"Good morning to you, gaffer. What are you doing there?"

                "That's my own business," replied the miller gruffly.

                "What mill is this?" the prince next asked.

                "That's no business of yours," replied the miller.

                The prince was not going to be satisfied with this; so he gave his usual orders to the Magical Whip, which forthwith became invisible, and began to lash the miller soundly. He tried to run away; but it was no use; till the prince took pity on him, and called the whip back again. He put it up, and then said:

                "Whose mill is this?"

                "It belongs to the three princesses of the Brazen Mountain," replied the miller. "They let down a rope here every day, and draw up all the flour they want by the rope."

                As he said this a thick silken rope came down, with a loop at the end, which struck the threshold of the mill.

                The prince made ready; and when the usual sack of wheat flour was bound fast in the loop, he climbed upon it, having first put on his invisible cap, and was thus drawn up to the top of the Brazen Mountain.

                The three princesses, having drawn up their supply of flour, put it into their storehouse, and went back to their dwelling.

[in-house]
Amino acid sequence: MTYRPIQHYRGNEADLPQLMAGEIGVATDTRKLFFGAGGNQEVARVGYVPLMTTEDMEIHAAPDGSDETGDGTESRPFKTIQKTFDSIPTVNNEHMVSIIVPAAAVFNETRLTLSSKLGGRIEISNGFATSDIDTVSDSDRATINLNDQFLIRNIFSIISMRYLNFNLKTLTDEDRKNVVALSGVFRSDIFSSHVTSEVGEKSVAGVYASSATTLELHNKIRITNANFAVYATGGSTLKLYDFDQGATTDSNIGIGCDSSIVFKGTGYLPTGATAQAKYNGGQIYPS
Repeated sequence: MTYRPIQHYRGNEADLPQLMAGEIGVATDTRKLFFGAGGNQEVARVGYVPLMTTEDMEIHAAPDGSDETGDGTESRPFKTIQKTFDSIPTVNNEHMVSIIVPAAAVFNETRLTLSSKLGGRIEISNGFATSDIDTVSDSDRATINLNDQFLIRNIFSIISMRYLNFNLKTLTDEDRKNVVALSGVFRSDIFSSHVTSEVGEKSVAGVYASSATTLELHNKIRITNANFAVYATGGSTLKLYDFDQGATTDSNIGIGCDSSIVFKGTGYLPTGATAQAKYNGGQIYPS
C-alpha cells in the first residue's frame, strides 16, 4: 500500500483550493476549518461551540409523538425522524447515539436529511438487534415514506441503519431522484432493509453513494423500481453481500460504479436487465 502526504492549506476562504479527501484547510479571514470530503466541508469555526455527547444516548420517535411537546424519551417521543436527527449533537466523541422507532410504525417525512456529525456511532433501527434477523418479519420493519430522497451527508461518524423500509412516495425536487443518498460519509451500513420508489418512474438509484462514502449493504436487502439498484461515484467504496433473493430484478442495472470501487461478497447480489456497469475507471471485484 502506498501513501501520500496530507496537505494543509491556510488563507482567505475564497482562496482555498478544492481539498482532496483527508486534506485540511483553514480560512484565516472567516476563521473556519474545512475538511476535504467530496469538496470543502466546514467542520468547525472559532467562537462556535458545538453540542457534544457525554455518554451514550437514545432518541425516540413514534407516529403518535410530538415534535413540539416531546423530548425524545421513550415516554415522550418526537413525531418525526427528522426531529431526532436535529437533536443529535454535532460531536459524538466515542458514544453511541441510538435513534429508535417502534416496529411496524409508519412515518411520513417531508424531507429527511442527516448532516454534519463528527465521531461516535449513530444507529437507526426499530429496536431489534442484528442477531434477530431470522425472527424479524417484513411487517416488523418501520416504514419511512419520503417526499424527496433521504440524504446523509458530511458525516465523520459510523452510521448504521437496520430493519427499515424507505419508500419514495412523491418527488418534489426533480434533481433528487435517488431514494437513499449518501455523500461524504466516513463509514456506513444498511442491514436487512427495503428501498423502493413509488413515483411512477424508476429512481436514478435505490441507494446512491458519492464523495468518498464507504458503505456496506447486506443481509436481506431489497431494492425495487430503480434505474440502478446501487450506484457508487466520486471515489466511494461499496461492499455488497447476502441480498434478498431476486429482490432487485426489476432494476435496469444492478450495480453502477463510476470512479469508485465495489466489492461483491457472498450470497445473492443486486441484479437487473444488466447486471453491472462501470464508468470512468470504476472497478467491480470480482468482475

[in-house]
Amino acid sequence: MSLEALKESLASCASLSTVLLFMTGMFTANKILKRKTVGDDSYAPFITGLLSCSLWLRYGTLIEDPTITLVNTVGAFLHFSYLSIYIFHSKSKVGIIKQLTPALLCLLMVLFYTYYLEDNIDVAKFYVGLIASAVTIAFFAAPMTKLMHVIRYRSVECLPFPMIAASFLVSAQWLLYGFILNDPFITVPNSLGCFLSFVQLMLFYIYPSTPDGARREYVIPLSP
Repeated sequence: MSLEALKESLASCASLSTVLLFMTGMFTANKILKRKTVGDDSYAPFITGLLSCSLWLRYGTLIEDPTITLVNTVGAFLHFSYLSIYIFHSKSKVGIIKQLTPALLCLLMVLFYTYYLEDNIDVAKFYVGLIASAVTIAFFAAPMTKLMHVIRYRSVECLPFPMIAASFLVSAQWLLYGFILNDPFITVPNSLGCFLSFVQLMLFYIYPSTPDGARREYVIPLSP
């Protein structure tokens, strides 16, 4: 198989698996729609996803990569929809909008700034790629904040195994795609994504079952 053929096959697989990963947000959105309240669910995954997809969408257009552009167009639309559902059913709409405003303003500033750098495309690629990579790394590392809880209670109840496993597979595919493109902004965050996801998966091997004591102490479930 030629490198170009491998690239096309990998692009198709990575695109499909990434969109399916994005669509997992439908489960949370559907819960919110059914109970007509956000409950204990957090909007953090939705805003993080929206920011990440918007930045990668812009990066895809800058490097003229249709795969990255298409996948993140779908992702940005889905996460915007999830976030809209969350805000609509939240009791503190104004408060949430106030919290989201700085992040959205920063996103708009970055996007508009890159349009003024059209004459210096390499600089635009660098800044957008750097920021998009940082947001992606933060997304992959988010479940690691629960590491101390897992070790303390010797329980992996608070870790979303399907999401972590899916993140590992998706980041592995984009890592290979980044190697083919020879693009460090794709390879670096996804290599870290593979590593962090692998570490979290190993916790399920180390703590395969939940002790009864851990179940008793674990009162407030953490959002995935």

Their palace was most beautiful, all silver without, and all gold within. All the windows were of crystal; the chairs and tables were made of diamonds, and the floors of looking-glass. The ceilings were like the sky, with mimic stars and moon shining therein; and in the principal saloon there was a sun, with rays all round; beautiful birds were singing, monkeys were telling fairy tales; and in their midst amongst all this sat three most beautiful princesses.

                The two eldest were weaving golden threads in their looms; but the youngest, the prince's wife, sat silently apart from her sisters, listening to the murmur of a fountain, her head leaning on her hand, in deep thought. And as she sat there two pearly tears coursed down her lovely face.

                "What are you thinking of, sister?" asked the two elder princesses.